Monday, February 9, 2009

FASB to Resume Deliberations on Liability Disclosure

  • FASB needs more investor commentators.
  • FASB seeks companies to model good financial statement disclosure.
You may recall that last summer, when Wall Street was only just beginning its current meltdown, the Financial Accounting Standards Board solicited comments on a new proposal to expand its liability disclosure standards. The proposal would require companies to report more about known and potential liabilities in their financial statements.

FASB received dozens of letters from investors and advisors urging the Board to go forward with disclosure improvements. But it also received letters from hundreds of companies and their lawyers opposing the proposal -- asserting that disclosure of future liabilities is too speculative and that it would would undermine attorney client privilege.

Originally slated for implementation in December 2008, FASB postponed the effective date until at least December 2009. The Board asked FASB staff to conduct “field experiments” to demonstrate models of possible disclosure:

"The staff will develop an alternative model for disclosure requirements that will attempt to address concerns raised by certain constituents about the proposed requirements in the Exposure Draft. The staff will then conduct field testing of both the model in the Exposure Draft and the alternative model. Field testing is expected to take place in November and December 2008…

After field testing is completed, the FASB will hold public roundtable discussions. Those discussions are expected to take place in the first quarter of 2009."

According to FASB staffer David Elsbree, only three companies came forward to volunteer to field test options for disclosure. The companies agreed to actually prepare financial statements consistent with the original proposal, as well as an alternative model based more on factual disclosure and less on speculative judgment calls about potential liability. The theory is that the alternative model might avoid most of the problems that corporate lawyers asserted would breach attorney-client privilege or work product. The alternative model could involve disclosure of factual information sufficient to allow third parties to begin to develop informed estimates of potential liability exposures, without requiring the companies to advance speculative estimations of liability themselves. Apparently there are only a few limited examples of this approach in the model suggested to the field testing companies.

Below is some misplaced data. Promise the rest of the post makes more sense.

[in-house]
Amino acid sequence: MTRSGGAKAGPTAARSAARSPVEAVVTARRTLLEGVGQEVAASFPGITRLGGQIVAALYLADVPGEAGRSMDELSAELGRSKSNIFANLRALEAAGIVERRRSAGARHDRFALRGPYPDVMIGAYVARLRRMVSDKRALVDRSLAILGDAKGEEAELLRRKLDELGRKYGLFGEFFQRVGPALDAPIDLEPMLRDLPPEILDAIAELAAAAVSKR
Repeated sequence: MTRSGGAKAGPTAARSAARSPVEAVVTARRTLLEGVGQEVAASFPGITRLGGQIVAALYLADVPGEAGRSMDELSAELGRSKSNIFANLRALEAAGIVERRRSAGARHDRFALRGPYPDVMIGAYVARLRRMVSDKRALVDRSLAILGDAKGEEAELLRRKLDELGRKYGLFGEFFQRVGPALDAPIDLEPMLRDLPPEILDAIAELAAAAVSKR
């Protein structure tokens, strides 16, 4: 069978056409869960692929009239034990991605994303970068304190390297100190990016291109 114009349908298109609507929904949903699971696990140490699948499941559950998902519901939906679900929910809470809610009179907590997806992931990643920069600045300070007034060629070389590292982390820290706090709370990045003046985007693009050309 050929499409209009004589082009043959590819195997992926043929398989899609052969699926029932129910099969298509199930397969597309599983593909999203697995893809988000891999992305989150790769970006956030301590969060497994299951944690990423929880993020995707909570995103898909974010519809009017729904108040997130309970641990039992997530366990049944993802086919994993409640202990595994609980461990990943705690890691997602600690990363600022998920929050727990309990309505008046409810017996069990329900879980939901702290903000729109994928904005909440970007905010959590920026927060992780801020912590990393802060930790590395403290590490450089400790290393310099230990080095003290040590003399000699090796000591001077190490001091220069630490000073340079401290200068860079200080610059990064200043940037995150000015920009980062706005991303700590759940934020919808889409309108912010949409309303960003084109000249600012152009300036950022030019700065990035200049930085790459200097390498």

The staff at the FASB is still awaiting results from the three volunteer companies, who are conducting the field trial on a confidential basis.

On March 6, FASB plans to hold a roundtable to discuss the results of the field tests, and seek constructive dialogue among stakeholders as to how to refine the prior proposal into something more workable for all concerned.

As I noted in my prior blog post I believe there is room for refining the prior proposal to better meet investors’ information needs while protecting privileged information.

Action Steps for Interested Investors:

• The participants in the pending FASB roundtable have not yet been selected . There are far more representatives of corporate law firms and corporate filers who have volunteered to be in the roundtable than users of financial statements. ( Full disclosure: I am on the short list of potential roundtable participants from the investors’ perspective.) Interested investors can contact FASB within the next few days and request to be added to the list of possible March 6 roundtable participants. (Or contact me to discuss this further.)

• FASB needs to find additional companies who could model ( either on a public or confidential basis) what a good model of disclosure would look like. Do any candidates come to mind among the companies in your portfolio?

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